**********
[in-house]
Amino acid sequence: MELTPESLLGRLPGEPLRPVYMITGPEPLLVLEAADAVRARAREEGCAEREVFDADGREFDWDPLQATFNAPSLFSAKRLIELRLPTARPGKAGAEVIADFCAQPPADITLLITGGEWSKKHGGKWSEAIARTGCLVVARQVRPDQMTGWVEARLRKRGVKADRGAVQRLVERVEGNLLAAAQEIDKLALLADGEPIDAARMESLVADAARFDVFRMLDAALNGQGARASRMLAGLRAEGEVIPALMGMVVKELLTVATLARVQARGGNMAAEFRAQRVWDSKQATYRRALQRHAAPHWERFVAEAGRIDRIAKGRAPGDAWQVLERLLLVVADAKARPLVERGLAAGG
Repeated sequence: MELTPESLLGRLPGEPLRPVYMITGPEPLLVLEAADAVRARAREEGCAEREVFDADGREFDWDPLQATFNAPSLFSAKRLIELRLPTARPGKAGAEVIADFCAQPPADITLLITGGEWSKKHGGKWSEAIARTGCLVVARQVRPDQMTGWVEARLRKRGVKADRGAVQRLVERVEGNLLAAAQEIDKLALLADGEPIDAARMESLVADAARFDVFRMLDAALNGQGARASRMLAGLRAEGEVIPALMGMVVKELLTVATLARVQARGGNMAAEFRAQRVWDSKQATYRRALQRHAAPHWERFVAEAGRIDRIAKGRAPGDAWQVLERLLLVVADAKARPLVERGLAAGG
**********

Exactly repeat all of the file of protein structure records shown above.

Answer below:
[in-house]
Amino acid sequence: MELTPESLLGRLPGEPLRPVYMITGPEPLLVLEAADAVRARAREEGCAEREVFDADGREFDWDPLQATFNAPSLFSAKRLIELRLPTARPGKAGAEVIADFCAQPPADITLLITGGEWSKKHGGKWSEAIARTGCLVVARQVRPDQMTGWVEARLRKRGVKADRGAVQRLVERVEGNLLAAAQEIDKLALLADGEPIDAARMESLVADAARFDVFRMLDAALNGQGARASRMLAGLRAEGEVIPALMGMVVKELLTVATLARVQARGGNMAAEFRAQRVWDSKQATYRRALQRHAAPHWERFVAEAGRIDRIAKGRAPGDAWQVLERLLLVVADAKARPLVERGLAAGG
Repeated sequence: MELTPESLLGRLPGEPLRPVYMITGPEPLLVLEAADAVRARAREEGCAEREVFDADGREFDWDPLQATFNAPSLFSAKRLIELRLPTARPGKAGAEVIADFCAQPPADITLLITGGEWSKKHGGKWSEAIARTGCLVVARQVRPDQMTGWVEARLRKRGVKADRGAVQRLVERVEGNLLAAAQEIDKLALLADGEPIDAARMESLVADAARFDVFRMLDAALNGQGARASRMLAGLRAEGEVIPALMGMVVKELLTVATLARVQARGGNMAAEFRAQRVWDSKQATYRRALQRHAAPHWERFVAEAGRIDRIAKGRAPGDAWQVLERLLLVVADAKARPLVERGLAAGG